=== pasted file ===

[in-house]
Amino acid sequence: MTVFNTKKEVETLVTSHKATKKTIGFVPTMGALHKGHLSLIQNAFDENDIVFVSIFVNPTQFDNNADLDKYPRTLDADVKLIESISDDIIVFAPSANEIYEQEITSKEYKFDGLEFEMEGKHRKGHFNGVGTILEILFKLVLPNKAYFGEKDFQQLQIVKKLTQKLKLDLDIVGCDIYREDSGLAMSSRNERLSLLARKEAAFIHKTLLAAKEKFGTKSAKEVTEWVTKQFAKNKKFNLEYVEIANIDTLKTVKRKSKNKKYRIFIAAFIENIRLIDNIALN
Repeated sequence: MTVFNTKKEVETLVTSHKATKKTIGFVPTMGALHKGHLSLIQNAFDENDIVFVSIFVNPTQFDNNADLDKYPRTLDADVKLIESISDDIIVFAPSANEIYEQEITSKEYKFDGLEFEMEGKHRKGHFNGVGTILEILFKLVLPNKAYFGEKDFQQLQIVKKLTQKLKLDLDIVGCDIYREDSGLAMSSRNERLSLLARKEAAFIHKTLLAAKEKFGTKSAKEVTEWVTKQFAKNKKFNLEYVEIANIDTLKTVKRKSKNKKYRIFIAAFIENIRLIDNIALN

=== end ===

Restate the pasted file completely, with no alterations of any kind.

[in-house]
Amino acid sequence: MTVFNTKKEVETLVTSHKATKKTIGFVPTMGALHKGHLSLIQNAFDENDIVFVSIFVNPTQFDNNADLDKYPRTLDADVKLIESISDDIIVFAPSANEIYEQEITSKEYKFDGLEFEMEGKHRKGHFNGVGTILEILFKLVLPNKAYFGEKDFQQLQIVKKLTQKLKLDLDIVGCDIYREDSGLAMSSRNERLSLLARKEAAFIHKTLLAAKEKFGTKSAKEVTEWVTKQFAKNKKFNLEYVEIANIDTLKTVKRKSKNKKYRIFIAAFIENIRLIDNIALN
Repeated sequence: MTVFNTKKEVETLVTSHKATKKTIGFVPTMGALHKGHLSLIQNAFDENDIVFVSIFVNPTQFDNNADLDKYPRTLDADVKLIESISDDIIVFAPSANEIYEQEITSKEYKFDGLEFEMEGKHRKGHFNGVGTILEILFKLVLPNKAYFGEKDFQQLQIVKKLTQKLKLDLDIVGCDIYREDSGLAMSSRNERLSLLARKEAAFIHKTLLAAKEKFGTKSAKEVTEWVTKQFAKNKKFNLEYVEIANIDTLKTVKRKSKNKKYRIFIAAFIENIRLIDNIALN